One robin does not make a spring, but Harry Shearer sent a link to a new route by which Main Street interests are starting to take ground back from Wall Street. One of the county supervisors of California’s Santa Cruz County recommended that the county end, to the extent possible, its business dealings with the four banks that had admitted to criminal conduct in a settlement with the Department of Justice and paid a total of $6 billion in fines. Here’s the Reuters recap of the deal reached last month:
Four major banks pleaded guilty on Wednesday to trying to manipulate foreign exchange rates and, with two others, were fined nearly $6 billion in another settlement in a global probe into the $5 trillion-a-day market.
Citigroup Inc (C.N), JPMorgan Chase & Co (JPM.N), Barclays Plc (BARC.L), UBS AG (UBSG.VX)(UBS.N) and Royal Bank of Scotland Plc (RBS.L) were accused by U.S. and UK officials of brazenly cheating clients to boost their own profits using invitation-only chat rooms and coded language to coordinate their trades.
All but UBS pleaded guilty to conspiring to manipulate the price of U.S. dollars and euros exchanged in the FX spot market. UBS pleaded guilty to a different charge. Bank of America Corp (BAC.N) was fined but avoided a guilty plea over the actions of its traders in chatrooms…
The misconduct occurred until 2013, after regulators started punishing banks for rigging the London interbank offered rate (Libor), a global benchmark, and banks had pledged to overhaul their corporate culture and bolster compliance.
We’ve embedded the memo below, which shows it was put on the agenda for the June 9 supervisors’ meeting. I do not know if it was approved or sent for further review before making a decision.
Author Ryan Coonerty points out that it is the established policy of Santa Crux County to sever the investment relationships of the County’s treasury with dealers who have been involved in bid-rigging scandals. Santa Cruz removed Barclays, JP Morgan, and Bank of America from their approved dealer list as a result of their role in earlier market-fixing scandals. Mr. Coonerty recommends strengthening the current policy by setting an explicit prohibition period of five years (rather than leaving its continuation at the discretion of the Treasurer) and unwinding other businesses relationships with these banks to the extent possible.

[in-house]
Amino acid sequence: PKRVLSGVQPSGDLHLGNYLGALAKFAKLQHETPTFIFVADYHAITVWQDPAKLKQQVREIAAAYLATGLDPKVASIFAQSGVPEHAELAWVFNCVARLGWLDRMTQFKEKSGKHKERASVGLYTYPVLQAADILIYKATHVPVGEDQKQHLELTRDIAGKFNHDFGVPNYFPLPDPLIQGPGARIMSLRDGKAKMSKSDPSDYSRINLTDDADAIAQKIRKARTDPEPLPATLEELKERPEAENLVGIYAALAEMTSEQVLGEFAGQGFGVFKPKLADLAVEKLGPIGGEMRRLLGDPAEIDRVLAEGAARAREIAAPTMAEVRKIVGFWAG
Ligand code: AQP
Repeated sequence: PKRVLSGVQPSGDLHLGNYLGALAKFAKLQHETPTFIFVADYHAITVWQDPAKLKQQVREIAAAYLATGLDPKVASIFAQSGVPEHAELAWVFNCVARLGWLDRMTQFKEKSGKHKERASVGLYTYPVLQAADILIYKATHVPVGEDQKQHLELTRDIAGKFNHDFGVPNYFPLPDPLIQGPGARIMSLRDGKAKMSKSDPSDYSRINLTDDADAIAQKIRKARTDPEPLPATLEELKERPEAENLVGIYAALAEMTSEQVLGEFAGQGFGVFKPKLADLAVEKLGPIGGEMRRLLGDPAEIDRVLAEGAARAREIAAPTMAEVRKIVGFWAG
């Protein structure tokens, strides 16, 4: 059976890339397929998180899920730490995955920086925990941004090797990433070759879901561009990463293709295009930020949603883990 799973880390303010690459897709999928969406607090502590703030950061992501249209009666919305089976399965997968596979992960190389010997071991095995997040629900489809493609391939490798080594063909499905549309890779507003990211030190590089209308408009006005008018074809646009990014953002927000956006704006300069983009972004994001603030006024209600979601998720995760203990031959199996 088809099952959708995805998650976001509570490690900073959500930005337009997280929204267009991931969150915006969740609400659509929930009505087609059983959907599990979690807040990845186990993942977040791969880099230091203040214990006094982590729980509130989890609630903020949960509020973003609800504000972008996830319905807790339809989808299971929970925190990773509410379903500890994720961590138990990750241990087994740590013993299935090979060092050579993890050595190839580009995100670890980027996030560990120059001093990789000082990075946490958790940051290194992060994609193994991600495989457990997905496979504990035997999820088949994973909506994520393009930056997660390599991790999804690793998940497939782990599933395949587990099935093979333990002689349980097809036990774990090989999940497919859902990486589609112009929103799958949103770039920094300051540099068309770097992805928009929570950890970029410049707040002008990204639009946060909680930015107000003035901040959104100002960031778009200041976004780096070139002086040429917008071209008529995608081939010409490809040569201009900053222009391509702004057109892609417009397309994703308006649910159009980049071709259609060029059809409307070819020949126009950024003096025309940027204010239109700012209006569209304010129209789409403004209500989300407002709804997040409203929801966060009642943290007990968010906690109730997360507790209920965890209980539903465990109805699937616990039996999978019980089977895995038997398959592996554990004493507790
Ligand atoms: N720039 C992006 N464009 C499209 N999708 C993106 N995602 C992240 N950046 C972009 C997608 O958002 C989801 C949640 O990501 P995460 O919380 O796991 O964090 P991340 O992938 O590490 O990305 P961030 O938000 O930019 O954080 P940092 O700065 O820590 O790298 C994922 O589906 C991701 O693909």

This proposal is based on the recognition that the flip slide of Too Big to Fail is Too Crooked to Trust. State and local governments are badly outmatched when they deal with major banks. Witness how they’ve been fleeced on municipal bond deals with complex swaps that go bad (Jefferson County, Alabama is the poster child, but there are plenty of other costly fiascoes out there) and privatizations. Not only do these entities have limited in-house expertise and legitimate difficulties in getting good advice, municipal finance has also long been a cesspool of corruption (see David Sirota’s dogged coverage of shady dealings with Big Finance in New Jersey and Chicago for examples).
Santa Cruz is blazing an important path, and I hope readers will press their local officials to take similar actions. Treasury officials make short-term investments in highly liquid and supposedly fairly price markets and instruments. The fact that major banks successfully gamed the most liquid market of all, foreign exchange, says that no trading market can be assumed to have fair prices. An obvious protection (and it is far from perfect) is to stay away from known crooks.